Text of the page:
South Africa’s unemployment statistics are heartbreaking: 33.9% of our workforce is without employment, with 47% of the country’s women of working age remaining economically inactive, compared to 35.6% of men facing the same fate, writes Shivani Ramsaroop, HR Manager at TransUnion’s Global Capability Centre Africa.The country’s women have been getting the raw end of the deal for several reasons, including legacy inequality and the devastation of the COVID-19 pandemic. Add in the complexities of a patriarchal society that expects women to be caregivers to children and elderly relatives, it’s clear that finding a way to climb a career ladder is just another added stress.

Structural issues like historic prejudices and discrimination, gendered behaviours, cultural differences and gender-based pay gaps add even more obstacles in the path of South African women who want to enter the workplace and succeed in employment.

Thankfully, awareness of these issues is increasing, and more companies, like TransUnion, are doing this differently to create jobs where none existed before, and to make them appealing and accessible to women.

The key to unlocking this potential has been our innovative approach to virtual work, which is the founding principle of our Global Capability Centre Africa (GCC Africa), which employed more than 500 people in its first 17 months of existence, 71% of whom are women.

Our associates that work ‘in’ the GCC are each located where it suits them the most – some are in Cape Town, others in Johannesburg, Durban, East London, and across the country. It doesn’t matter where they sit – they’re able to complete their work, including interacting with colleagues across the world – from their location of choice, thanks to the top-class technology and connectivity that TransUnion has provided.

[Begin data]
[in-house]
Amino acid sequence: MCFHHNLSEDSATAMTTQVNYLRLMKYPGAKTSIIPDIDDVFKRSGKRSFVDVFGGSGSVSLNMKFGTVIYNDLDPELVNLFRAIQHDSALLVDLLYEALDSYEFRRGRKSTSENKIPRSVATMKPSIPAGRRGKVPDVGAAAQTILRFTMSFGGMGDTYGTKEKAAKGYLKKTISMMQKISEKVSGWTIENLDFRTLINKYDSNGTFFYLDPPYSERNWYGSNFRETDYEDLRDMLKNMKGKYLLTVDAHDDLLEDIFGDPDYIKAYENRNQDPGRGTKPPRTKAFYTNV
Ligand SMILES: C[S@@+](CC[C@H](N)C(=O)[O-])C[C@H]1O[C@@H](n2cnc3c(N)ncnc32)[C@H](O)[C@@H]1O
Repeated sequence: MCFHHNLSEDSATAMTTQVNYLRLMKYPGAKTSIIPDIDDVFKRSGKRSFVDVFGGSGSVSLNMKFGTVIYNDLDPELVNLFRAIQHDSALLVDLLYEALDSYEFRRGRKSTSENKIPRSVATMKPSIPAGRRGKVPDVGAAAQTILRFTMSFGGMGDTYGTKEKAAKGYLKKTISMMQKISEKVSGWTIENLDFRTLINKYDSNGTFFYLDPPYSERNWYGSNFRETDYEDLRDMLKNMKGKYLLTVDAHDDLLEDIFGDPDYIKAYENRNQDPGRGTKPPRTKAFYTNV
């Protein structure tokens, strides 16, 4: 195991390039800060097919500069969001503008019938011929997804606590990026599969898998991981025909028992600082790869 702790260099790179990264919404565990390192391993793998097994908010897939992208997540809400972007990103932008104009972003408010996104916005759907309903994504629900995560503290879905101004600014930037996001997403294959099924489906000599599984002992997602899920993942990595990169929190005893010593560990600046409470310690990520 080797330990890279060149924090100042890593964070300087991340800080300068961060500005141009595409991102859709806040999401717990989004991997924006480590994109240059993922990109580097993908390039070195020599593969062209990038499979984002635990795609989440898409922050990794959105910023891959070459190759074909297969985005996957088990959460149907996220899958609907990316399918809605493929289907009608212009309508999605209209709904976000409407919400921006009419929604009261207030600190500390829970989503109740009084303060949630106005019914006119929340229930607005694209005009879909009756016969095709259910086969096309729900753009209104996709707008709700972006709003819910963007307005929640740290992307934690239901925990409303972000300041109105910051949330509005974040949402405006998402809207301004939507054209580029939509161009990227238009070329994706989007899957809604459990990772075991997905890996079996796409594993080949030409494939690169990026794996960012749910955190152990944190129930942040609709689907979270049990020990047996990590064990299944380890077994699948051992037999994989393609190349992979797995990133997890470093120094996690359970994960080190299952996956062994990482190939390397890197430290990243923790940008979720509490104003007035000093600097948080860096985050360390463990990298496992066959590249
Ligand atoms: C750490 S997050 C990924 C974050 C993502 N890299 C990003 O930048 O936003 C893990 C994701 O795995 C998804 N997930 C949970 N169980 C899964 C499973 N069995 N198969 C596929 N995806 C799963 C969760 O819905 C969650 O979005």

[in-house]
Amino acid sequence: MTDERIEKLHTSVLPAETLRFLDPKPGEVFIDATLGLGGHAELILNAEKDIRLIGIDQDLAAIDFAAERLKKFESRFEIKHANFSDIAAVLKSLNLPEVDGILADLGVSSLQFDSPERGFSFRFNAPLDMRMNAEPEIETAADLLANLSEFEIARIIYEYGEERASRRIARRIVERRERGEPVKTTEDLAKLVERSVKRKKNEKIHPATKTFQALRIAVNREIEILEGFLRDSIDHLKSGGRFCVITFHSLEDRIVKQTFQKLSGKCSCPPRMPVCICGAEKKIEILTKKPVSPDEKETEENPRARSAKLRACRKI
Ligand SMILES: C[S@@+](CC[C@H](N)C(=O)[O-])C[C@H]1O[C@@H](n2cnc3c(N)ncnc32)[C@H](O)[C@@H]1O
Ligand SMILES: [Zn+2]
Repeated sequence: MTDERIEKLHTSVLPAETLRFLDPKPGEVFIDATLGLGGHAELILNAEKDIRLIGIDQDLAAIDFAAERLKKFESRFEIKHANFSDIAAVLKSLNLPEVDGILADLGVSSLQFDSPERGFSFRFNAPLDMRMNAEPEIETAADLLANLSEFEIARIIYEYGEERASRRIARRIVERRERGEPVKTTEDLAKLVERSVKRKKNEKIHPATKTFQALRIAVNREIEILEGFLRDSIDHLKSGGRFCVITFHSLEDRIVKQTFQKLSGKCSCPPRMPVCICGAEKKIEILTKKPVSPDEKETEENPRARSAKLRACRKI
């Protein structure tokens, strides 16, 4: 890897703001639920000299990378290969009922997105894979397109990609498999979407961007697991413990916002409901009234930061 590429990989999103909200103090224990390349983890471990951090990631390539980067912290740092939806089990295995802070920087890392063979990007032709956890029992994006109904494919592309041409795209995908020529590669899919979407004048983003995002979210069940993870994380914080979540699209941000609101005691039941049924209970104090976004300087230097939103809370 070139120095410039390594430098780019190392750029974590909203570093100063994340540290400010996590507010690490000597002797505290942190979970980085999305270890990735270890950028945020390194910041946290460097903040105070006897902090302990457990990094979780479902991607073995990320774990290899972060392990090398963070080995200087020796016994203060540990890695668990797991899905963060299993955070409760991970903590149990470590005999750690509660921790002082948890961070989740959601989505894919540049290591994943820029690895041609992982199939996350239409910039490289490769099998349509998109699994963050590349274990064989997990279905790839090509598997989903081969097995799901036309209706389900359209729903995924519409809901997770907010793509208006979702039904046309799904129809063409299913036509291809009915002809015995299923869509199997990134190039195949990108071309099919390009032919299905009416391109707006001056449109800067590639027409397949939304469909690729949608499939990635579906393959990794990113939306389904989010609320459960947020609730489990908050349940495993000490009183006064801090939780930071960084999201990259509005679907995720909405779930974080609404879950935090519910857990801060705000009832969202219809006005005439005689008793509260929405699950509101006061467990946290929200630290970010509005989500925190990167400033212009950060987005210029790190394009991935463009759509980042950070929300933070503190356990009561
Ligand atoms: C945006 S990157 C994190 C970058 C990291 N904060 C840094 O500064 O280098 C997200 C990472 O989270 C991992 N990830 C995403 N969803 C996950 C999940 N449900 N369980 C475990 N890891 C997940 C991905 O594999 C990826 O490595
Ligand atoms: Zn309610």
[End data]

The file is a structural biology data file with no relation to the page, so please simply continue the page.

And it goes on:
This all means that they can truly achieve the work-life-culture balance that they need, while earning a competitive income.

While we’re immensely proud of how many women are part of the GCC Africa, quotas aren’t always the answer. What’s really needed to bring more women into the workforce, and to nurture them as they move up the ranks, is a shift in culture which encourages more women to strive for more senior roles. We have to be deliberate about giving women the opportunities to reach their full potential.

It starts with something as simple as how job adverts are written. Research has shown that women aren’t attracted to the same job adverts as men. Stereotypically masculine language, like ‘competitive’ and ‘assertive’ is a deterrent to women applicants, while words like ‘collaborative’ and ‘team-based’ are more appealing. Tell your future employees that you provide equal pay (if you don’t, we need to talk!), and highlight your diversity and inclusivity initiatives.

At GCC Africa, we’ve embarked on a comprehensive skills development programme for local youth, and we’re partnering with government to welcome 60 learners every 12 months – with a focus on young women. These interns gain valuable skills, experience, and international exposure, working with colleagues in TransUnion’s businesses across the globe, thanks to our completely virtual working environment. At the end of the 12 months, they are absorbed into GCC Africa to use their skills in full-time employment. Needless to say, many of these young people are women.

Ensuring you have mentoring schemes and leadership programmes in place, especially for young women beginning their careers, is also of great importance, as is having a comprehensive strategy for learning and development at all career stages – and setting funding aside for it too.

The bottom line is that the need to nurture talent, and specifically female talent, is not just something TransUnion talks about. Our job creation story is testament to the investment we have made in creating jobs in South Africa, and the flexible, always-on workforce we have across all our markets.

Our virtual model has enabled us to access even greater talent and diversity, and help more women enter the workforce. I’m immensely proud of what we have achieved in a little under a year and half, and can’t wait to see how GCC Africa will grow – and how its impact will improve the lives of women in South Africa.

Share This